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Plotting my Life’s Course

by Jill Tietjen

 

At age 39, when my first husband told me he was moving out, I realized that I had choices and decisions to make in my life. Although as an American woman and an electrical engineer, I had resources, many rights and much flexibility, I had not taken control of my life. I did not understand what my wants and needs were and I was adhering to the model followed by my father and most men that I knew – go to school, marry and have a family, embark on a career, retire 40+ years later, then die. My life had simply unfolded in front of my eyes, not all of it well or pleasantly and not all in accordance with my father’s model.

 

Shortly after our marriage, my husband’s parents died in a murder-suicide. At age 22, we assumed guardianship of his brothers – who were at that point ages 14 and 18. Getting them through high school and college, while working full time and earning our MBAs, was all-consuming. My focus later became my career as well as significant involvement in community activities, especially after we moved to Denver, Colorado from Charlotte, North Carolina. I was not able to have children.

 

And then with my first husband’s announcement that he was moving out, that world disappeared. My assumptions about my life all changed – and I went into counseling. I came to realize that I needed to plot my life’s course, consciously and deliberately. I met my second husband. I developed a personal mission statement. My community activities came to be congruent with that personal mission statement. My career evolved as my understanding of who I was and what I wanted to accomplish matured and grew.

 

My life and career choices became purposeful. I learned about the significantly broader community through Leadership Denver. I eventually became self employed. I heard Ashley Shuyler speak about AfricAid in approximately 2005 and my world started to become even bigger. Now, in 2016, my focus is shifting to ensure women around the world have rights, options and economic opportunities. I believe I can assist in achieving that heroic vision by helping to change the perception of women in the U.S. and worldwide. Women’s stories must be told. History is not only the domain of men and wars. I tell the stories of great women. I demonstrate that women’s accomplishments throughout world history are significant and meaningful; that women are people who deserve rights and privileges.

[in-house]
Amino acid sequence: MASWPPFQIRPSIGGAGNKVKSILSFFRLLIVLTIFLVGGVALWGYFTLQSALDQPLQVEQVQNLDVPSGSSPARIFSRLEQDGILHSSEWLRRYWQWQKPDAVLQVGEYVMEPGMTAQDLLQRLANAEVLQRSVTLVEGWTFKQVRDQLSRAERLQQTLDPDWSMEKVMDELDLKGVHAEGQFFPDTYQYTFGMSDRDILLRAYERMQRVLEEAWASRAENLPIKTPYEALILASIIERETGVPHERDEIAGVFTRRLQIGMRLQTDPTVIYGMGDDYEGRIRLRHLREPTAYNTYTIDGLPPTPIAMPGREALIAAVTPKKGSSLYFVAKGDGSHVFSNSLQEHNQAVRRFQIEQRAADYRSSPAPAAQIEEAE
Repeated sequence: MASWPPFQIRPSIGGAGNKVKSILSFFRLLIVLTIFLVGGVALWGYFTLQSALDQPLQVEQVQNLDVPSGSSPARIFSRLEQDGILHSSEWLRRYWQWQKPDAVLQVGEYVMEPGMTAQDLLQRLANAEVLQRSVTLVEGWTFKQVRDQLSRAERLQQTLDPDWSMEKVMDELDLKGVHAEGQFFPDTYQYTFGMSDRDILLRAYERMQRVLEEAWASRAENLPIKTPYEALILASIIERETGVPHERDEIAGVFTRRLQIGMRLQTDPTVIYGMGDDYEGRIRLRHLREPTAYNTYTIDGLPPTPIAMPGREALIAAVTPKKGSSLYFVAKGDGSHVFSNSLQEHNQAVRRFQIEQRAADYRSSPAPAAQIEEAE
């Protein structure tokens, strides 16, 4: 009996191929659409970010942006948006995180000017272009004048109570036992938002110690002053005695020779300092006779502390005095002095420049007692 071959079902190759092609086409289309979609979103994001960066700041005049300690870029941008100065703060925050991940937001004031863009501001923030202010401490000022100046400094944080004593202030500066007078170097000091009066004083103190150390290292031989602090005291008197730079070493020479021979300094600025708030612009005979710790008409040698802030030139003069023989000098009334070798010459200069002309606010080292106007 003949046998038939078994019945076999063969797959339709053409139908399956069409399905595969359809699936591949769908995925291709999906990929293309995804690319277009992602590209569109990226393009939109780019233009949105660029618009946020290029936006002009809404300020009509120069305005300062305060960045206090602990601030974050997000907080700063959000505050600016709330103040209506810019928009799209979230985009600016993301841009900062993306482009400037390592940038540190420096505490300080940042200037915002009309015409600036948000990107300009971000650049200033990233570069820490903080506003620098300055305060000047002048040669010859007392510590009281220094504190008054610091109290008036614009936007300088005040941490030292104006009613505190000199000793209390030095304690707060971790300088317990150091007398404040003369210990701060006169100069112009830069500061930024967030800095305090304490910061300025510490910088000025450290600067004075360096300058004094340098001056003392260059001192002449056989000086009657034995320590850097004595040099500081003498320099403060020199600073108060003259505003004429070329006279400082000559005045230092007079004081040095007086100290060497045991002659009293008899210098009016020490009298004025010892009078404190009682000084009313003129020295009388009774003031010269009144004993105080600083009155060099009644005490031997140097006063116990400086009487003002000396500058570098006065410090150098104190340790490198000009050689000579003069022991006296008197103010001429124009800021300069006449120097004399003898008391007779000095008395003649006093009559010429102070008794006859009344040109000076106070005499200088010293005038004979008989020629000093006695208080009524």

Humanity and economies suffer when any group is denied their rights – half the population cannot forever be subjugated and discriminated against. It is my responsibility to help make sure that women gain the rights and privileges that they merit as human beings.

 

About Jill Tietjen

An electrical engineer with 40 years of experience in the electric utility industry, Jill S. Tietjen, P.E., provides planning consulting services and serves as an expert witness. An author, speaker and electrical engineer, she served as the CEO of the National Women’s Hall of Fame in 2015. Tietjen is currently an independent director on two corporate boards – Georgia Transmission Corporation and Merrick & Company (of which she is Vice Chair). A Past National President of the Society of Women Engineers, Jill nominates women for national awards including induction into the National Women’s Hall of Fame and the National Inventor’s Hall of Fame. She has been to the White House twice to see her nominees receive the National Medal of Technology and Innovation. Jill is the co-author of the bestselling and award winning book Her Story: A Timeline of the Women Who Changed America and passionate about informing the public about women’s accomplishments. The recipient of many honors, in 2010, she was inducted into the Colorado Women’s Hall of Fame. Jill graduated from the University of Virginia with a B.S. in Applied Mathematics (minor – Electrical Engineering), received her M.B.A. from the University of North Carolina at Charlotte, and is a registered professional engineer in Colorado.

 



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